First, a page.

A brief thought for Good Friday

If you think your religion needs to be propped up by tax cuts or discriminatory legislation, you’re not showing much faith.


Ballarat Ordinations 2013

Originally published in the newsletter of St Mary’s Anglican Church, North Melbourne.

On 7 December 2013, hundreds of people attended an ordination of two priests and two deacons in Ballarat. Mathew Crane (known to some parishioners) and Geoffrey Humble were ordained to the diaconate, and Anne McKenna and Robyn Shackell to the priesthood. This was a historic occasion, as these are the first two women to be ordained to the priesthood in the Diocese of Ballarat after the diocesan synod voted to allow the ordination of women in October.

When Garry Weatherill became Bishop of Ballarat in 2011, introducing the ordination of women was one of his priorities for the diocese. All dioceses in the Province of Victoria now ordain and recognise the ordination of women as deacons and priests. The only Australian dioceses where the ordination of women remains restricted are Sydney, The Murray, and North West Australia.

My previous visit to Christ Church cathedral in Ballarat was also for an ordination, a few years ago. The two services were noticeably different in both liturgical style and mood. As a Melbourne moderate catholic, I was struck by the formality and sombre tone of the earlier event and couldn’t help being aware of the diocese’s status as Victoria’s last holdout against the ordination of women.

This December’s ordination was a joyful celebration not just of these new deacons and priests but of the event’s significance for the diocese. The cathedral was packed with members of the diocese, family and friends of the ordinands, and many who came from across the state to witness this historic event. The procession was led by at least twenty female priests from Melbourne and other dioceses. The mood was light and I saw many in the congregation and the sanctuary breaking into smiles throughout the service.

After the service, many women – especially priests – lined up to receiving blessings from Anne and Robyn. The cathedral hosted a celebration afterwards that recognised the significance of this day in the lives of the four new deacons and priests, as well as for the wider church. While the main reason I went to Ballarat was to support Mathew, who has been a friend for many years, it was also a privilege to be present at this milestone in the life of the church.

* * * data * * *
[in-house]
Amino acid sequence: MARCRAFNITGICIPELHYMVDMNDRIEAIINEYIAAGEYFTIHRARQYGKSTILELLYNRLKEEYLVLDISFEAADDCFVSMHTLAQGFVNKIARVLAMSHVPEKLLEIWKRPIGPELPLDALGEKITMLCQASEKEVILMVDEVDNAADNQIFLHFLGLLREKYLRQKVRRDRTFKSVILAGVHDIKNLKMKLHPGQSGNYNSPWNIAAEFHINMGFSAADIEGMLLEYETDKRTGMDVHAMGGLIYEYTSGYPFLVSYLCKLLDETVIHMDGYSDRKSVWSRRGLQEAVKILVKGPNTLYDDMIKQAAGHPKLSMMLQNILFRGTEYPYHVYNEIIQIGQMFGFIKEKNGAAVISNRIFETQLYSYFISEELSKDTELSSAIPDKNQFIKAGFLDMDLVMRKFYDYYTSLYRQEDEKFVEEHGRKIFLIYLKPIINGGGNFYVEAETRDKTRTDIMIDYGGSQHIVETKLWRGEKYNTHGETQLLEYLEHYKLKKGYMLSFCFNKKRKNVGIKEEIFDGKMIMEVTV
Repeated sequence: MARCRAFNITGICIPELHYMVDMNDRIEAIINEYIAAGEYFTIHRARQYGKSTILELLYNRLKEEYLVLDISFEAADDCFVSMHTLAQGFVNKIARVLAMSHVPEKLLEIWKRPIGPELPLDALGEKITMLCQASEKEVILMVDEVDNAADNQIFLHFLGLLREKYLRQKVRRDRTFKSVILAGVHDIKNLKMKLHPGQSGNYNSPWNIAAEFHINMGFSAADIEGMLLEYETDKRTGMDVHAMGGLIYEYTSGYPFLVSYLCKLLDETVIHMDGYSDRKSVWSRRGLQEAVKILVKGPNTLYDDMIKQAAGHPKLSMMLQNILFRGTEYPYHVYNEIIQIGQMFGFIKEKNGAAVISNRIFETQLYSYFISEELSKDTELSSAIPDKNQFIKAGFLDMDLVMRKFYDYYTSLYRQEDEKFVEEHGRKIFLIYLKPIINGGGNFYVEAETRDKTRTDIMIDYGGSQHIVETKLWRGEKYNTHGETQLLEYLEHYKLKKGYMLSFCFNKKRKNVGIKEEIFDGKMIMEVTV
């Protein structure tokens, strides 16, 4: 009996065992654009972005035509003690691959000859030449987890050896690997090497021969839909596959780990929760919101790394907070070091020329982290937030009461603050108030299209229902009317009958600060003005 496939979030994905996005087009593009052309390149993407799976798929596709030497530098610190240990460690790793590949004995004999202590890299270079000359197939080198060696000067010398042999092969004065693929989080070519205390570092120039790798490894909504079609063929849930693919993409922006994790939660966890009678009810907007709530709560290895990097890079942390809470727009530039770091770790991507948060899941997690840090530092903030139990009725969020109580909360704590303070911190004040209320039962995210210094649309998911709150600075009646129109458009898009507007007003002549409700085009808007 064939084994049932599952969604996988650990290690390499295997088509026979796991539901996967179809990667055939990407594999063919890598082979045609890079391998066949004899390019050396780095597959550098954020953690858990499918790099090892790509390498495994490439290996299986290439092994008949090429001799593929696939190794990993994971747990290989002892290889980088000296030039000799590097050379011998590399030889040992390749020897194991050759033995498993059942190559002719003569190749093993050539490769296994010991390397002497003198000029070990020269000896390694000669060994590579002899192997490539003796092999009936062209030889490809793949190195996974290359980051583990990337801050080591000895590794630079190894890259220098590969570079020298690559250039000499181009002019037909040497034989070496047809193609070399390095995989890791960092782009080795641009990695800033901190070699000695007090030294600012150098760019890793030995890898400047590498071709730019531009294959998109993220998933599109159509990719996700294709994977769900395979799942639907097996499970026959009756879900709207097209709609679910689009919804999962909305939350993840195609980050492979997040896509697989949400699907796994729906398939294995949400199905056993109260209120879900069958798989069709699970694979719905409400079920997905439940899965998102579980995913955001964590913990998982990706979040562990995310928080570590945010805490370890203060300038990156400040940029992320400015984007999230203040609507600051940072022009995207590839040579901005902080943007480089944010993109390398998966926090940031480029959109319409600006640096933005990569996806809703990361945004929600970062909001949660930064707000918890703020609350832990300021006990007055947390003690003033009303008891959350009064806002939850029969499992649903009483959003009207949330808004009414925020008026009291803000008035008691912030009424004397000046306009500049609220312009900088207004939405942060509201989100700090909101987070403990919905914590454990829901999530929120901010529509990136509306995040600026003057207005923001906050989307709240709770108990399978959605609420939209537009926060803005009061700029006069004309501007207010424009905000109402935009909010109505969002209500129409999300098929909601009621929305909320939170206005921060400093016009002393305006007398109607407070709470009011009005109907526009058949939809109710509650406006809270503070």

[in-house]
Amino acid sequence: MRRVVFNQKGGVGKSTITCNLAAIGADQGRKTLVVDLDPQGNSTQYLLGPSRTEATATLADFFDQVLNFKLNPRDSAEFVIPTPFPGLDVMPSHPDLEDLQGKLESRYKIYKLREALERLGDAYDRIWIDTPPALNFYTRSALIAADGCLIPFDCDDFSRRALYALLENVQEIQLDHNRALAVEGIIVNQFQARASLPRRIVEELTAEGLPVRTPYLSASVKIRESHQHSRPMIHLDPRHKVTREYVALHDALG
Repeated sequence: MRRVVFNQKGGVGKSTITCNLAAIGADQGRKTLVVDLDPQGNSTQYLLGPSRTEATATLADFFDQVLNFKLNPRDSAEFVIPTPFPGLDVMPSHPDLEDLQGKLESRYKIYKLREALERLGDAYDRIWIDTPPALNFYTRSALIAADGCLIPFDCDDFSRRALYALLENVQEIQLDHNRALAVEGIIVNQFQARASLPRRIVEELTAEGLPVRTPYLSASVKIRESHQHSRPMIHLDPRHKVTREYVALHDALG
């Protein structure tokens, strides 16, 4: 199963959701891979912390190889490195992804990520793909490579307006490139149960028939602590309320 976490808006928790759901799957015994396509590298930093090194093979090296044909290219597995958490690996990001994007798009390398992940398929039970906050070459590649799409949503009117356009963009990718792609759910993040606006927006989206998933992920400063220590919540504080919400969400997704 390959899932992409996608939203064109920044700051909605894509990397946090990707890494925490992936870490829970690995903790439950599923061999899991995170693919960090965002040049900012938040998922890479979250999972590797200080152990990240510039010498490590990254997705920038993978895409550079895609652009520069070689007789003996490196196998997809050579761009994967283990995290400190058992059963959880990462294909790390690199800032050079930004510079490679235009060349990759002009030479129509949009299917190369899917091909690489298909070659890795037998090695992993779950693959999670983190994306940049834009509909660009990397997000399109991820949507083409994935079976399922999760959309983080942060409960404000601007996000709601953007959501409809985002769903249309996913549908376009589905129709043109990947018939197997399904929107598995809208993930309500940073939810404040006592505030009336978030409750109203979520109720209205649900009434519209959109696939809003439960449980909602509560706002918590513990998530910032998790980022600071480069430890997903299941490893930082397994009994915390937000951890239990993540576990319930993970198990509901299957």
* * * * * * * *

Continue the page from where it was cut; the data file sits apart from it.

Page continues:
Sexuality and theology

Last night I attended a public forum on the new document by the World Council of Churches on The Church: Towards a Common Vision, presented by the Christian Unity Working Group of the Uniting Church and led by Ross Fishburn (a former teacher of mine) and Michael Lockwood. I thought it had been at least a year since I had been to any ecumenical or theological event, and I was reminded later that it had indeed been a year – I was last seen by some CUWG members at their public forum last year.

This event took me back to my time as a hotshot young ecumenist, when I was working toward graduate study in ecumenical theology and sitting on numerous church committees. I forced myself to take a break (a sabbatical, perhaps?) a couple of years ago, primarily due to burnout, but also because I had to accept that my concern for the place of LGBTI people in the church was not merely academic. My reading and my experiences at some major ecumenical forums in 2010 were leading me toward ideas for research on how wider social acceptance of LGBTI people posed challenges for unity among and within different Christian communities and denominations. But before I could start to formulate a theological response to this issue, I had to reach reconciliation within myself as a same-sex-attracted person and a public representative of the Anglican church. I have become more at ease with the former but that has made the latter more difficult for me.

Two years away from academia and from church committees have broadened my experience and given me confidence in myself, some grounding, and some sense of identity. I am about to return to university to study journalism because I want my research to have a wider audience and more direct and immediate impact. I haven’t lost my theological interests though. This isn’t the right time for me or for my corner of the church to initiate serious discussion of sexuality and ecumenical theology, but perhaps in four years, at least I will be ready to start this discussion.